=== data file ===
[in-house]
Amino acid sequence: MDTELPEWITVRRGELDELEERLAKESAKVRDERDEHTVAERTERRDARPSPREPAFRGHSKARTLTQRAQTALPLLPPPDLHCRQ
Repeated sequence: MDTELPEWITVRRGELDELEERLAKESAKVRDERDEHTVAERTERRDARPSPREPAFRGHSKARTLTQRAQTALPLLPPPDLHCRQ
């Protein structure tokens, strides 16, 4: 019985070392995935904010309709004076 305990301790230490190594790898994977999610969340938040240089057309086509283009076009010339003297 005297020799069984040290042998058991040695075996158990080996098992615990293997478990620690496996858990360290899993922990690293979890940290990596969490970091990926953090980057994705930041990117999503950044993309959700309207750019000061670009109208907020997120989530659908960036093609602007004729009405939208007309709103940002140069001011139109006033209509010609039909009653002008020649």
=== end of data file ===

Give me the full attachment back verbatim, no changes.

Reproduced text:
[in-house]
Amino acid sequence: MDTELPEWITVRRGELDELEERLAKESAKVRDERDEHTVAERTERRDARPSPREPAFRGHSKARTLTQRAQTALPLLPPPDLHCRQ
Repeated sequence: MDTELPEWITVRRGELDELEERLAKESAKVRDERDEHTVAERTERRDARPSPREPAFRGHSKARTLTQRAQTALPLLPPPDLHCRQ
């Protein structure tokens, strides 16, 4: 019985070392995935904010309709004076 305990301790230490190594790898994977999610969340938040240089057309086509283009076009010339003297 005297020799069984040290042998058991040695075996158990080996098992615990293997478990620690496996858990360290899993922990690293979890940290990596969490970091990926953090980057994705930041990117999503950044993309959700309207750019000061670009109208907020997120989530659908960036093609602007004729009405939208007309709103940002140069001011139109006033209509010609039909009653002008020649």